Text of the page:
Newton's 9/11 Memorial Will Include World Trade Center Steel
The memorial is nearing its fundraising goal and is hoping for a June groundbreaking.
Officials at the Newton Fire Department are working to bring a piece of Sept. 11 history here to Newton.
Fire Chief Bruce Proia told Newton Patch this week that a Newton firefighter will be able to acquire some steel from Ground Zero to be a part of the city's future Sept. 11 memorial.
"Members of the Newton Fire Department feel it will be a worthwhile and inspirational opportunity to incorporate steel from Ground Zero into the Newton 911 Memorial," Proia said in an email to Newton Patch. "We believe it will be meaningful to recognize the public safety personnel who gave the ultimate sacrifice trying to protect their fellow man, and to create a link for personnel who wear the patch of public safety here in Newton to those in New York City."
Newton Firefighter Jay Bourgeois, who has worked with the department since 1988, said he will be traveling down to Queens in the near future to pick up the steel.
As part of a federal response team, Bourgeois was dispatched to Ground Zero on September 11 to help with search and rescue efforts. The connections he made down in New York City allowed him to reach out to the right people and acquire some of the steel.
"[The Ground Zero steel] will make the memorial very meaningful," said Newton 9-11 Memorial Committee Chair Sande Young said earlier this month.
Steel from the Twin Towers is also used in other Massachusetts 9/11 memorials, including the memorial in Acton.
The committee decided in January to name Fire Headquarters as the location of the future memorial, which was originally planned for installation on City Hall grounds. The memorial, which will commemorate the eight Newton residents who lost their lives on Sept. 11, 2001, will be located to the right of the Newton Centre headquarters.
As a result of the new location, Young said the design has been scaled back slightly.
The World Trade Center steel will make up roughly 1 cubic foot section of column, or other shape, to be mounted on a raised bench corner, according to drawings from architect Mark Sangiolo.
The committee approved the design in July 2011 after holding a competition involving local architects. The winning design was submitted by Sangiolo, an Upper Falls resident who incorporated design elements representing the World Trade Center, Pentagon and flight path of United Airlines Flight 93.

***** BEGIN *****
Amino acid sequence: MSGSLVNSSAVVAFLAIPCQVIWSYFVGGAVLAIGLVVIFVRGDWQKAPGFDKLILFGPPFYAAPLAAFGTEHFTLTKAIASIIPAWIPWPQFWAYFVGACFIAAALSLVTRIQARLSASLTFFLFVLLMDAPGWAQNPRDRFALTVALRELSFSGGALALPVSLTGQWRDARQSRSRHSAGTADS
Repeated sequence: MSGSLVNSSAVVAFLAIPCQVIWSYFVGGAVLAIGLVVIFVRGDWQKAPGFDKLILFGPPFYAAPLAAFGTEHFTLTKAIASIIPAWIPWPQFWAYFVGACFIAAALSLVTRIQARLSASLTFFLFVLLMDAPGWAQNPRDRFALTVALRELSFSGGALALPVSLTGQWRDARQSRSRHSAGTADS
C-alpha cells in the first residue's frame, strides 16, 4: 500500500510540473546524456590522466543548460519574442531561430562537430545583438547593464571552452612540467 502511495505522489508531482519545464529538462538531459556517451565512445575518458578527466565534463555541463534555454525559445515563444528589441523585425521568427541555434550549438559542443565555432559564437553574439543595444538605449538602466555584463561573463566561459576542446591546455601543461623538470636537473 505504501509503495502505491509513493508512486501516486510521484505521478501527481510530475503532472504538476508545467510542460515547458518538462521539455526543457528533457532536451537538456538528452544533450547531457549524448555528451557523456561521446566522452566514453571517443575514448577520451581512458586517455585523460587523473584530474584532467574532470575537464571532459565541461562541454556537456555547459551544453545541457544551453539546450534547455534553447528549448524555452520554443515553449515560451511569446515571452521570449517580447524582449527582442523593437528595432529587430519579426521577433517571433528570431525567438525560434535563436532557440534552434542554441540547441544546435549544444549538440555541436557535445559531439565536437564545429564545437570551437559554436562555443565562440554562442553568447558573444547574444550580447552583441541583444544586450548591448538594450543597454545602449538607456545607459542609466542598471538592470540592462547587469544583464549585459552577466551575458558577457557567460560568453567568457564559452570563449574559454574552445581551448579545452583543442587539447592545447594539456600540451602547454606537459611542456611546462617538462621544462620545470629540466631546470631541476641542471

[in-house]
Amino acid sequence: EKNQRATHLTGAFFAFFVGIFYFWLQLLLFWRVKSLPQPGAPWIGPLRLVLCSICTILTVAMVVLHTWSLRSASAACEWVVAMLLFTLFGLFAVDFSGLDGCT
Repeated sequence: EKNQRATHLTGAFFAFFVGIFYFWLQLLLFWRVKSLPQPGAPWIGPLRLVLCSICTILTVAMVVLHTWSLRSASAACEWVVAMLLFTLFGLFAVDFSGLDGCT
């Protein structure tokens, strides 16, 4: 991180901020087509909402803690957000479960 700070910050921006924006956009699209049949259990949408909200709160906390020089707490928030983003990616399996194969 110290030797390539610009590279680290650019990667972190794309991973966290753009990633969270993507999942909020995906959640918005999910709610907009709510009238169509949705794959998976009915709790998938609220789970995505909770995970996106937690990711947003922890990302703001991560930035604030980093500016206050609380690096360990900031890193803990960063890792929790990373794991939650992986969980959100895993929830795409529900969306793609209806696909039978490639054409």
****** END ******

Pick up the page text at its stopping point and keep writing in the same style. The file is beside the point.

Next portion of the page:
To view updated design drawings of the memorial, check out the .pdfs to the right.
Young told Newton Patch this week that the committee and architect have sent out the final drawings and are waiting for a construction bid.
As of January, the committee had raised more than $30,000 to cover materials and final design drawings. Over the last couple months, the committee has continued its fundraising efforts for the construction of the memorial.
"I see a light at the end of the tunnel," Young said in an interview earlier this month. "We are very close to our goal."
As of this week, Young said the committee has just $6,000-$7,000 left to raise.
Committee members have also done media appearances to spread the word about the memorial and fundraising efforts, Young said. Board Member Ginny Gardner recently appeared on the Jeff Katz Show (AM 1200) and on Monday sat down with WBZ's Dan Rea for an interview.
The committee will also be holding a jazz brunch fundraiser in May to help raise the remaining amount needed for materials and construction. The fundraiser will be held Sunday, May 6 at the Hampton Place Condo clubhouse, 77 Florence St. in Chestnut Hill. The brunch will be held from 10:30 a.m. - 1:30 p.m. and tickets are $40. Those who are interested in attending can call Young at 617-527-1726 or email Ssyspts33@aol.com.